Let’s be honest. We simply don’t know all of the ramifications of the newest technology we have and how it will affect our children’s brain and emotional development. While we don’t have 20 years of research on the topic yet, we do know that researchers are concerned about possible consequences of our constant use. There is concern especially now that smartphones and tablets are so commonplace.
A study released this month in the journal, Pediatrics, shared disquieting information. One growing concern is the use of technology to soothe children and keep them quiet. This is sometimes called “shut up” technology. Is this going to be detrimental to their emotional health? The research authors say, “Because young children need to develop internal mechanisms of self-regulation, it needs to be determined whether mobile device use, although helpful in the short term, could be detrimental to later social-emotional outcomes when used as the principal way in which children are taught to calm themselves down.” 1
This isn’t about never using tablets or smartphones to help calm a distraught child. For example, we found it very helpful in distracting our five-year-old daughter during a blood draw, or for any of our children when they are ill. But the question remains, if we never teach children to self-regulate without using our smartphones, how can we expect them to be emotionally whole as they grow?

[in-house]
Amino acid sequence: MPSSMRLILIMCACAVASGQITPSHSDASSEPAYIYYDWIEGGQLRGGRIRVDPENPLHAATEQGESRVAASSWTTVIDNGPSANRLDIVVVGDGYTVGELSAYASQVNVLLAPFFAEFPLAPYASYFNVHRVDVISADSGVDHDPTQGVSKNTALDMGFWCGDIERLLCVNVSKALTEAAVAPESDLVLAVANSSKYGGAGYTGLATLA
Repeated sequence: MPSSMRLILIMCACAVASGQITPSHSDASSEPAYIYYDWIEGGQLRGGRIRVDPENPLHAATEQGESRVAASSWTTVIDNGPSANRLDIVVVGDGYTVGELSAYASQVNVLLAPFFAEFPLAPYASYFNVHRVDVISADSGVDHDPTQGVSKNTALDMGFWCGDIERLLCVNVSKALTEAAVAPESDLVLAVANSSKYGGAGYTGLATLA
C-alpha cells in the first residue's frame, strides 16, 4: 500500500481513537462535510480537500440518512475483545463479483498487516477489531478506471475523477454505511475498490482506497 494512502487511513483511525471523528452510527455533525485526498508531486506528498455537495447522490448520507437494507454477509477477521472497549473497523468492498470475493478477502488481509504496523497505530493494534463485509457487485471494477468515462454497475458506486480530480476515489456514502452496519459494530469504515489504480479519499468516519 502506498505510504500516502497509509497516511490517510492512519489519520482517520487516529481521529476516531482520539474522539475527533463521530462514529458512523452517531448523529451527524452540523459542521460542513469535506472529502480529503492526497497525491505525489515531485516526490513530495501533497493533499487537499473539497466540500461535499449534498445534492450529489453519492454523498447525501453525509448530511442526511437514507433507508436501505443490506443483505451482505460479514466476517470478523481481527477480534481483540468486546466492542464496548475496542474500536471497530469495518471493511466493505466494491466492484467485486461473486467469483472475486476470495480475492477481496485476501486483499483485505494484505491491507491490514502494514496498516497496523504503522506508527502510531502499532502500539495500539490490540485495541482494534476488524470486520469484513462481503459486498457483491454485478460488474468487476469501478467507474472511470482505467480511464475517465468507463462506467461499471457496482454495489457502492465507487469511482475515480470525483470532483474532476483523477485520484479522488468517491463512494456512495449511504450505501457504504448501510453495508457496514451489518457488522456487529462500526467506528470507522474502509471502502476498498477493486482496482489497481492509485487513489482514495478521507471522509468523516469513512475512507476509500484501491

It seems like common sense that we should help them develop patience and social skills without the constant use of technology. This is just one reason we should consider whether or not pulling out our iPhone for every drive or our sit-down restaurant experience is a good idea. An aside, if we can’t pull ourselves together and keep our smartphones in our pockets or purses when we are eating together as a family, we aren’t a good example either.